Your camp relies completely on the staff members dedicated to it. Make sure their training builds an environment campers and staff alike will be proud to be part of. With that, creating and maintaining camp culture is key.
Why camp culture is important
Building camp culture is like building your brand. It creates the feelings that will stick with campers and their parents.
Those feelings keep your camp alive in their memories. This can lead to them sharing your camp with others, making camp culture an essential part of your word-of-mouth marketing.
Additionally, having a cohesive and positive culture keeps campers engaged and enthusiastic at camp.
Establishing camp culture during staff training
Here are four simple ways to create camp culture while training your staff. To make these even more effective, make sure your training takes place on its own designated days instead of trying to rush it right before camp starts.
1. Brainstorm shared values
Team values are stronger when they’re decided on together. Staff will feel invested in the culture since they had a hand in creating it.
Spend some time at the beginning of your training coming up with camp values in small groups. Use a whiteboard to write them all down. The board may get crowded, but that’s part of the fun!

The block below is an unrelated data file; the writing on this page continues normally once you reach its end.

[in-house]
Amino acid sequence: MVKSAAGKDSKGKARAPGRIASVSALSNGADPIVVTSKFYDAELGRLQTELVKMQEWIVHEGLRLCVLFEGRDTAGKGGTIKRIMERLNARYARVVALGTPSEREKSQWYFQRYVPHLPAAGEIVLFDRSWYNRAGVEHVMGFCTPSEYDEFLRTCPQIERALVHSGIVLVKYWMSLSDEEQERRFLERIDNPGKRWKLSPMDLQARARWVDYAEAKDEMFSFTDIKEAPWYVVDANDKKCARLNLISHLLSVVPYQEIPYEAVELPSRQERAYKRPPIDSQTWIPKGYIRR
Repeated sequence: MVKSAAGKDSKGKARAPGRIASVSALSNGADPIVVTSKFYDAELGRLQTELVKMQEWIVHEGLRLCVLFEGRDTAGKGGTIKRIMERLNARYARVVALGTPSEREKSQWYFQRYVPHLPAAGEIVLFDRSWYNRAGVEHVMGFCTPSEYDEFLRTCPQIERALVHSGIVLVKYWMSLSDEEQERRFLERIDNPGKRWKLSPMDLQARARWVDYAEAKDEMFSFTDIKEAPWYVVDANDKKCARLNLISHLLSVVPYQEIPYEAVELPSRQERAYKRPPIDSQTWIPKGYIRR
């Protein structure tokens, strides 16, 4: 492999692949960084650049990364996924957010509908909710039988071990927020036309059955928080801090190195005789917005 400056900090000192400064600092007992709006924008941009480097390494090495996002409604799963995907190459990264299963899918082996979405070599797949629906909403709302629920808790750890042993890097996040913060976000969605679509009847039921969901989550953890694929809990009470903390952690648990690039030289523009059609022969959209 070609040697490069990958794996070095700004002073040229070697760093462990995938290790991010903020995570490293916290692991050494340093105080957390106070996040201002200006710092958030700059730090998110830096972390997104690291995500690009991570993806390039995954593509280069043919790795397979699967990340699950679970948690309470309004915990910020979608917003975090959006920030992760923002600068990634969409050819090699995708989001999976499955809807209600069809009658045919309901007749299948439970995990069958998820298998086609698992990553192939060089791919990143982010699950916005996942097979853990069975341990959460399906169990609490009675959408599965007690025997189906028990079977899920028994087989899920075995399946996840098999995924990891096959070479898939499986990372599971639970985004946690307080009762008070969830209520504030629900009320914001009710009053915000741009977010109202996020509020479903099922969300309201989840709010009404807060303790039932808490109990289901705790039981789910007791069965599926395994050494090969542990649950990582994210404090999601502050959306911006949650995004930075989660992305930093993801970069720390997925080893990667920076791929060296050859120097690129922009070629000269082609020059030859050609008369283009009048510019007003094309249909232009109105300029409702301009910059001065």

Once the board is full, go through the words one by one and have staff vote on their top three. The three values with the most votes will be the core of your camp culture.
If your camp already has established values, use this time to review them as a group. How were they chosen? What do they mean?
In small groups, camp staff can discuss what the values mean to them and how they want to instill this culture in the campers.
2. Thoroughly review the camp schedule together
Knowledge builds confidence, and this includes knowledge of when and where everything at camp is supposed to happen. After discussing camp culture, review everything on the schedule and how it fits into those cultural values.
For example, let’s say one of your camp’s major values is community. On your schedule you have a sports competition planned. How does this activity instill a culture of community? How can you go the extra mile to emphasize that value?
Repeat this process for everything on your schedule. You can even discuss meals and break times to see if staff have ideas for connecting “downtime” to camp culture.
3. Conduct team-building activities
Team-building activities may seem basic, but there’s a reason so many companies do them again and again. They’re effective!
Ice breakers, group puzzles, team games, and improv acting exercises are all examples of activities used by professional management groups to bring teams together and create a cohesive culture.
4. Host recreational events after training
After a long day of training, create some camaraderie by doing something fun with staff. Take them out to dinner, go to a local music show, or do a big group activity like laser tag.
Having fun together kickstarts a positive and inclusive culture for staff that will be a great example for your campers.